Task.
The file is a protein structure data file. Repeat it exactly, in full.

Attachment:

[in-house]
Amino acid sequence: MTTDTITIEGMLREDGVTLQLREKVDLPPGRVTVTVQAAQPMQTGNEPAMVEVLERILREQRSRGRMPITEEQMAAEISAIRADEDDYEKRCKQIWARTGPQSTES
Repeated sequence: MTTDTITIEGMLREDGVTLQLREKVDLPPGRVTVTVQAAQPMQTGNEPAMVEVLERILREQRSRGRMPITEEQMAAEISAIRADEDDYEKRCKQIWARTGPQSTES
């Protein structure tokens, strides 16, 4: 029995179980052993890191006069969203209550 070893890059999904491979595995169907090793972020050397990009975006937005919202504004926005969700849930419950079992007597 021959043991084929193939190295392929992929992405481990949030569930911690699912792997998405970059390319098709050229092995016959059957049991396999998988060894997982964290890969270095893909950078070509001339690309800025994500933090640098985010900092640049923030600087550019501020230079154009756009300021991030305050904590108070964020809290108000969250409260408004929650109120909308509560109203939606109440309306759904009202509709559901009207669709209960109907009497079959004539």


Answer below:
[in-house]
Amino acid sequence: MTTDTITIEGMLREDGVTLQLREKVDLPPGRVTVTVQAAQPMQTGNEPAMVEVLERILREQRSRGRMPITEEQMAAEISAIRADEDDYEKRCKQIWARTGPQSTES
Repeated sequence: MTTDTITIEGMLREDGVTLQLREKVDLPPGRVTVTVQAAQPMQTGNEPAMVEVLERILREQRSRGRMPITEEQMAAEISAIRADEDDYEKRCKQIWARTGPQSTES
């Protein structure tokens, strides 16, 4: 029995179980052993890191006069969203209550 070893890059999904491979595995169907090793972020050397990009975006937005919202504004926005969700849930419950079992007597 021959043991084929193939190295392929992929992405481990949030569930911690699912792997998405970059390319098709050229092995016959059957049991396999998988060894997982964290890969270095893909950078070509001339690309800025994500933090640098985010900092640049923030600087550019501020230079154009756009300021991030305050904590108070964020809290108000969250409260408004929650109120909308509560109203939606109440309306759904009202509709559901009207669709209960109907009497079959004539």